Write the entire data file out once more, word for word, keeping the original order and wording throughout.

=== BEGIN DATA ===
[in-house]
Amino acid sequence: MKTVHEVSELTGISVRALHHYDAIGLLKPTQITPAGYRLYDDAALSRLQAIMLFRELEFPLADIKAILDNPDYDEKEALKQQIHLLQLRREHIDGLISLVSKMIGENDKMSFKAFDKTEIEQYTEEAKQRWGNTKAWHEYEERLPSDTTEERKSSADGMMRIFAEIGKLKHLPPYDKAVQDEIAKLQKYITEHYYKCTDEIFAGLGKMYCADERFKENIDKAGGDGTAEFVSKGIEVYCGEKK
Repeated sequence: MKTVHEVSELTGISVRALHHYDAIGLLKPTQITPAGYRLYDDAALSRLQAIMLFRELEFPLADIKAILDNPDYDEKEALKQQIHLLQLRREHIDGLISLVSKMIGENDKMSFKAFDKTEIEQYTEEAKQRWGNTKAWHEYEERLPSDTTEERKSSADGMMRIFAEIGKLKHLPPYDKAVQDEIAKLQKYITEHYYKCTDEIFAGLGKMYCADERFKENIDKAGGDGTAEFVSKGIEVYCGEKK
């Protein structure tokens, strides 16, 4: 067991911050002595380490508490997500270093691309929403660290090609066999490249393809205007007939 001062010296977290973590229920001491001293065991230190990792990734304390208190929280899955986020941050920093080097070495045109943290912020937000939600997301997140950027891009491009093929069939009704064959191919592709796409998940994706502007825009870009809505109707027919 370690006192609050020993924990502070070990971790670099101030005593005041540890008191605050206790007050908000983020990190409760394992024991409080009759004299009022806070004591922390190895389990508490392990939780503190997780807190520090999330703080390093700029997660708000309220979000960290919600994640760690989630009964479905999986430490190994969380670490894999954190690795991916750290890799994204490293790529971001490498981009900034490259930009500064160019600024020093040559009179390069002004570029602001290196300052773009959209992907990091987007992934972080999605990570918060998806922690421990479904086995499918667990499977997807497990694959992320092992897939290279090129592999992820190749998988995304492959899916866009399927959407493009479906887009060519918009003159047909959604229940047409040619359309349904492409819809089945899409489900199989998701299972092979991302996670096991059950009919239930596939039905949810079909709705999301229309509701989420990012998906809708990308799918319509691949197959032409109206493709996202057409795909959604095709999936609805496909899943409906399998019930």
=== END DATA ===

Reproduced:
[in-house]
Amino acid sequence: MKTVHEVSELTGISVRALHHYDAIGLLKPTQITPAGYRLYDDAALSRLQAIMLFRELEFPLADIKAILDNPDYDEKEALKQQIHLLQLRREHIDGLISLVSKMIGENDKMSFKAFDKTEIEQYTEEAKQRWGNTKAWHEYEERLPSDTTEERKSSADGMMRIFAEIGKLKHLPPYDKAVQDEIAKLQKYITEHYYKCTDEIFAGLGKMYCADERFKENIDKAGGDGTAEFVSKGIEVYCGEKK
Repeated sequence: MKTVHEVSELTGISVRALHHYDAIGLLKPTQITPAGYRLYDDAALSRLQAIMLFRELEFPLADIKAILDNPDYDEKEALKQQIHLLQLRREHIDGLISLVSKMIGENDKMSFKAFDKTEIEQYTEEAKQRWGNTKAWHEYEERLPSDTTEERKSSADGMMRIFAEIGKLKHLPPYDKAVQDEIAKLQKYITEHYYKCTDEIFAGLGKMYCADERFKENIDKAGGDGTAEFVSKGIEVYCGEKK
């Protein structure tokens, strides 16, 4: 067991911050002595380490508490997500270093691309929403660290090609066999490249393809205007007939 001062010296977290973590229920001491001293065991230190990792990734304390208190929280899955986020941050920093080097070495045109943290912020937000939600997301997140950027891009491009093929069939009704064959191919592709796409998940994706502007825009870009809505109707027919 370690006192609050020993924990502070070990971790670099101030005593005041540890008191605050206790007050908000983020990190409760394992024991409080009759004299009022806070004591922390190895389990508490392990939780503190997780807190520090999330703080390093700029997660708000309220979000960290919600994640760690989630009964479905999986430490190994969380670490894999954190690795991916750290890799994204490293790529971001490498981009900034490259930009500064160019600024020093040559009179390069002004570029602001290196300052773009959209992907990091987007992934972080999605990570918060998806922690421990479904086995499918667990499977997807497990694959992320092992897939290279090129592999992820190749998988995304492959899916866009399927959407493009479906887009060519918009003159047909959604229940047409040619359309349904492409819809089945899409489900199989998701299972092979991302996670096991059950009919239930596939039905949810079909709705999301229309509701989420990012998906809708990308799918319509691949197959032409109206493709996202057409795909959604095709999936609805496909899943409906399998019930």